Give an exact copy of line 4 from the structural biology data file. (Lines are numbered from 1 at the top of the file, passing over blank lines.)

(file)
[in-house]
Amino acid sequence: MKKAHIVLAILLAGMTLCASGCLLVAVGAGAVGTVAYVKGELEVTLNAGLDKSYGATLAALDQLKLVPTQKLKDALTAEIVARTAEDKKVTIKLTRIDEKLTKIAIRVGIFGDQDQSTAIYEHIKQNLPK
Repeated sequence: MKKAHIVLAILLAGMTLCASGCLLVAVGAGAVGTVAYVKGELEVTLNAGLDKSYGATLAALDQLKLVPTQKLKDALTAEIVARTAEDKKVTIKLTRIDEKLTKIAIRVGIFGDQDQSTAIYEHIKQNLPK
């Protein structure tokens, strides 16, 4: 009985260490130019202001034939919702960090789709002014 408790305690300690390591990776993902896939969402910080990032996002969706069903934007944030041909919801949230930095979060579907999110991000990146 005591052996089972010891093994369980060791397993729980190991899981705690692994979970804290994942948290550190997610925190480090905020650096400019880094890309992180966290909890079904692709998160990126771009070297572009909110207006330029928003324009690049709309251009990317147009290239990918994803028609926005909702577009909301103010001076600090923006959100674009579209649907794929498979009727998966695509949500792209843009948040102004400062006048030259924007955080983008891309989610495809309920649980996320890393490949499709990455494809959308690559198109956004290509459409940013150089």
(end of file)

């Protein structure tokens, strides 16, 4: 009985260490130019202001034939919702960090789709002014 408790305690300690390591990776993902896939969402910080990032996002969706069903934007944030041909919801949230930095979060579907999110991000990146 005591052996089972010891093994369980060791397993729980190991899981705690692994979970804290994942948290550190997610925190480090905020650096400019880094890309992180966290909890079904692709998160990126771009070297572009909110207006330029928003324009690049709309251009990317147009290239990918994803028609926005909702577009909301103010001076600090923006959100674009579209649907794929498979009727998966695509949500792209843009948040102004400062006048030259924007955080983008891309989610495809309920649980996320890393490949499709990455494809959308690559198109956004290509459409940013150089």